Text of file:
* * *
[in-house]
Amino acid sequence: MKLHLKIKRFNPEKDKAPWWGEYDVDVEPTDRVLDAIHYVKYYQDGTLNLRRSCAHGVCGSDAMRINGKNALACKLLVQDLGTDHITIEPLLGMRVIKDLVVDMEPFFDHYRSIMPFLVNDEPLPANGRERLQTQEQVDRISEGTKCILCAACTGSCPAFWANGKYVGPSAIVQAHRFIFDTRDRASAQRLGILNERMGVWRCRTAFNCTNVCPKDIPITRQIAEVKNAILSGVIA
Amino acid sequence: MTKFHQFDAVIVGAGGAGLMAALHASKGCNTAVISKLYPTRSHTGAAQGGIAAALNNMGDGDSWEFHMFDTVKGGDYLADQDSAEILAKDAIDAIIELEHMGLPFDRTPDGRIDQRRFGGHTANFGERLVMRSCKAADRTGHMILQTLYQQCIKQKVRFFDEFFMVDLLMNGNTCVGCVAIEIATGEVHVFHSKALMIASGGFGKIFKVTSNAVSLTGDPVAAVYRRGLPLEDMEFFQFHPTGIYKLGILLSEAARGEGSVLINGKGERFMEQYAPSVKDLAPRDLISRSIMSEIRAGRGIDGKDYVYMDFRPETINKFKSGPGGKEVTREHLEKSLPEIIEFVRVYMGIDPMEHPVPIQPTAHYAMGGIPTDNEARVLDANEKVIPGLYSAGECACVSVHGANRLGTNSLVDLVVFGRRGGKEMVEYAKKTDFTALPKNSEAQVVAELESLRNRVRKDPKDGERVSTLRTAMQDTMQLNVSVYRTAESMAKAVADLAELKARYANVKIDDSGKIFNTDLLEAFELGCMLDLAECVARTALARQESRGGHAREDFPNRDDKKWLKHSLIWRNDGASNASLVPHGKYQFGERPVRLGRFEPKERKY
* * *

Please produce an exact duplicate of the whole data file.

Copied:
[in-house]
Amino acid sequence: MKLHLKIKRFNPEKDKAPWWGEYDVDVEPTDRVLDAIHYVKYYQDGTLNLRRSCAHGVCGSDAMRINGKNALACKLLVQDLGTDHITIEPLLGMRVIKDLVVDMEPFFDHYRSIMPFLVNDEPLPANGRERLQTQEQVDRISEGTKCILCAACTGSCPAFWANGKYVGPSAIVQAHRFIFDTRDRASAQRLGILNERMGVWRCRTAFNCTNVCPKDIPITRQIAEVKNAILSGVIA
Amino acid sequence: MTKFHQFDAVIVGAGGAGLMAALHASKGCNTAVISKLYPTRSHTGAAQGGIAAALNNMGDGDSWEFHMFDTVKGGDYLADQDSAEILAKDAIDAIIELEHMGLPFDRTPDGRIDQRRFGGHTANFGERLVMRSCKAADRTGHMILQTLYQQCIKQKVRFFDEFFMVDLLMNGNTCVGCVAIEIATGEVHVFHSKALMIASGGFGKIFKVTSNAVSLTGDPVAAVYRRGLPLEDMEFFQFHPTGIYKLGILLSEAARGEGSVLINGKGERFMEQYAPSVKDLAPRDLISRSIMSEIRAGRGIDGKDYVYMDFRPETINKFKSGPGGKEVTREHLEKSLPEIIEFVRVYMGIDPMEHPVPIQPTAHYAMGGIPTDNEARVLDANEKVIPGLYSAGECACVSVHGANRLGTNSLVDLVVFGRRGGKEMVEYAKKTDFTALPKNSEAQVVAELESLRNRVRKDPKDGERVSTLRTAMQDTMQLNVSVYRTAESMAKAVADLAELKARYANVKIDDSGKIFNTDLLEAFELGCMLDLAECVARTALARQESRGGHAREDFPNRDDKKWLKHSLIWRNDGASNASLVPHGKYQFGERPVRLGRFEPKERKY